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Under Pressure: Startup Company Turns Water into Power

When Frank Zammataro thinks about water pressure, he sees an opportunity to create electricity. Zammataro, 53, is President and Co-Founder of Rentricity—a New York City energy company that has discovered a new way to tap into the excess pressure in water-treatment plants, reservoirs, and factories to help power our water infrastructure, which consumes four percent of America's electricity.


Rentricity was born when Zammataro’s prior company was displaced in the chaos following the terrorist attacks of 9/11. Overnight, his office at 150 Broadway—two blocks from the World Trade Center—became uninhabitable.

The firm scrounged up replacement workspace in a conference room in midtown on the 40th floor. It was in that office where Zammataro noticed a neighboring water tower, the type of shingle-sided tank that is ubiquitous in New York and maintains water pressure in a tall building.

“We joked about it day after day, imagining it working every time someone uses the commode,” Zammataro said.

Upon further consideration, Zammataro, a former information-technology specialist at Merrill Lynch, started to see water pressure as a business opportunity. Could all that compression be used to spin a turbine and create electricity?

Zammataro did some digging and quickly learned that the pressure in the pipes of a skyscraper isn’t all that great. But then a professor at Rensselaer Polytechnic Institute introduced him to the pressure reduction valve, and the whole game changed.


When a massive quantity of water is transported from high elevation to low, the water builds up more pressure than its receiving station can handle, up to 150 or more pounds per square inch (psi). As a point of comparison, the pressure that supplies your morning shower—and those spectacular street gushers—is as low as 35 psi. That pressure is stepped down by a pressure reduction valve, diffusing the energy with the help of a coiled spring.

Rentricity was born when Zammataro realized he could replace the pressure reduction valve with an impeller, which runs a generator. The company figured out how to construct this relatively cheaply with off-the-shelf parts.

Rentricity’s signature project is the water treatment plant in Keene, New Hampshire. There, raw, untreated water arrives from a reservoir in the town of Roxbury, a few miles away and 90 feet higher in elevation. The water arrives at an unusable 150 psi and is reduced to 90 psi—formerly by pressure reduction valves, but now by two of Rentricity’s generators. Between them they create 62 kilowatts.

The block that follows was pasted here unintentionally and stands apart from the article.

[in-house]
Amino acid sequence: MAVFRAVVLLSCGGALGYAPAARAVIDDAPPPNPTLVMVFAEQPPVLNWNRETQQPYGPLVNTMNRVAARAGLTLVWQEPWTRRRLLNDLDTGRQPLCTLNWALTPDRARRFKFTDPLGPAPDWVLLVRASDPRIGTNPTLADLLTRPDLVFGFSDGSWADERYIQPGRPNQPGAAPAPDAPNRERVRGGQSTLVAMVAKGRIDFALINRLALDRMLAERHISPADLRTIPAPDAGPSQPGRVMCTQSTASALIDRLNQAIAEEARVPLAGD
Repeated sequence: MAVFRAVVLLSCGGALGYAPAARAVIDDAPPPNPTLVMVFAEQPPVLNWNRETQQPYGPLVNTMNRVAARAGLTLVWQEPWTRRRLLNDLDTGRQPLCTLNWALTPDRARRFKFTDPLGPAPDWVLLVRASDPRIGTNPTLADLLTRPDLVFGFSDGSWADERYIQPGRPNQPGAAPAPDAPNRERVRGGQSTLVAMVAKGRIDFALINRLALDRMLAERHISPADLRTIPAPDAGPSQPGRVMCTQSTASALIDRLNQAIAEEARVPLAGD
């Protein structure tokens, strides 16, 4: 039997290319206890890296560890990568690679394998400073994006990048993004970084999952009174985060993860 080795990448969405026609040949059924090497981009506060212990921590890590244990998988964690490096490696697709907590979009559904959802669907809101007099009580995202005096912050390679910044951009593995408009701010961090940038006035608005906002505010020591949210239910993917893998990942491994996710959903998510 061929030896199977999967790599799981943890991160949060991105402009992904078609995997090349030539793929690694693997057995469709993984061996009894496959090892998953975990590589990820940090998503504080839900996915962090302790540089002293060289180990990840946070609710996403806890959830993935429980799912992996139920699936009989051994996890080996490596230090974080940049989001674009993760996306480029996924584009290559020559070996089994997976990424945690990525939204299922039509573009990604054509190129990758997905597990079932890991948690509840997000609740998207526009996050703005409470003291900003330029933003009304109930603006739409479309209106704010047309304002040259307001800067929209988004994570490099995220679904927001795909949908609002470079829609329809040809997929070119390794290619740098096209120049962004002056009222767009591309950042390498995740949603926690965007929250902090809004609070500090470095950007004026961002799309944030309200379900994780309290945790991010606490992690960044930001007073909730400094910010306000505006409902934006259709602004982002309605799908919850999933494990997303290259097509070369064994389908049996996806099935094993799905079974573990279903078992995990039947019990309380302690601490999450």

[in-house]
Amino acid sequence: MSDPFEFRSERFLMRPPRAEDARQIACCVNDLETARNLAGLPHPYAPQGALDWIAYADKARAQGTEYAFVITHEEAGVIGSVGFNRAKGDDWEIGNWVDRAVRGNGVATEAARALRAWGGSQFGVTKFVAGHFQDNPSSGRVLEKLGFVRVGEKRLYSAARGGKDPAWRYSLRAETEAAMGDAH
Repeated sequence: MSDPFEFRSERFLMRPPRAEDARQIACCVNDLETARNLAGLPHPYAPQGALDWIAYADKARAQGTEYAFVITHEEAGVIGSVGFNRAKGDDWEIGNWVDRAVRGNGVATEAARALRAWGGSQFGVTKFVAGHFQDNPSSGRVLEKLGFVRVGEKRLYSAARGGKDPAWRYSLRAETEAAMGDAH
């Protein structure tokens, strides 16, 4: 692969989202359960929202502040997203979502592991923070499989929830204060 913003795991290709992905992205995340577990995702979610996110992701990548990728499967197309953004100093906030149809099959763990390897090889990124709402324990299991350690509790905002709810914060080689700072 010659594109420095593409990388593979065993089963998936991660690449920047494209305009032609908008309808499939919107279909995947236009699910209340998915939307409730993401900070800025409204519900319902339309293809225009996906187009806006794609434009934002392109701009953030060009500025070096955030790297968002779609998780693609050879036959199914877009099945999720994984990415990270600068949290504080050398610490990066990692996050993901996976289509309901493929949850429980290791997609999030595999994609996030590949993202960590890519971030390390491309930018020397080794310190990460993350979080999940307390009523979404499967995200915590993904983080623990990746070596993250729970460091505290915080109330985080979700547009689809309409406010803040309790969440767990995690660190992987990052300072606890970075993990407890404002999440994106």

Kürt Blomquist, the Public Works Director of Keene, says the technology has cut the plant’s energy bill in half. “Generally we have generated more power than what the plant required,” he said. “The power company will be owing us money.”


The wattage they produce is tiny compared to a traditional hydroelectric dam, but still a valuable prospect for water utilities, where up to a third of operating costs go to paying the energy bill.

“I think it’s very promising and one of the best near term opportunities” for hydrokinetic power, said Peter Asmus, Energy Analyst at Pike Research. “The siting is fairly easy because they’ve already sited so much infrastructure there and in an industrial site people aren’t as concerned about aesthetics.”

Rentricity is poised to build a far larger plant, capable of producing 350 kilowatts, in Palos Verdes, California.

Zammataro sees a $5.8 billion market for equipment and a $1.8 billion market for the electricity generated worldwide at water treatment plants, industrial facilities, power plants, and mining operations—basically anywhere where there is enough of a vertical drop and sufficient water flow.

The firm is targeting cities at the base of the Appalachians and the Rockies, where elevations provide the necessary water squeeze.

One such metropolis is New York City, where more than a billion gallons of water flows through the pipes each day, pressurized in part by reservoirs upstate.

Rentricity is participating in a study to see if its generators could work at the city’s wastewater outfall pipes. If successful, Rentricity will have a unique opportunity to create clean power in the city where the whole idea began.

David Ferris is editor of the Matter Network and author of Innovate, a column in Sierra magazine about cleantech and the people who make it. He lives in Washington D.C. and should figure out how to use his compost bin any day now.

This article was originally published on Ecomagination and was republished with permission.


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Volume 18, Issue 3


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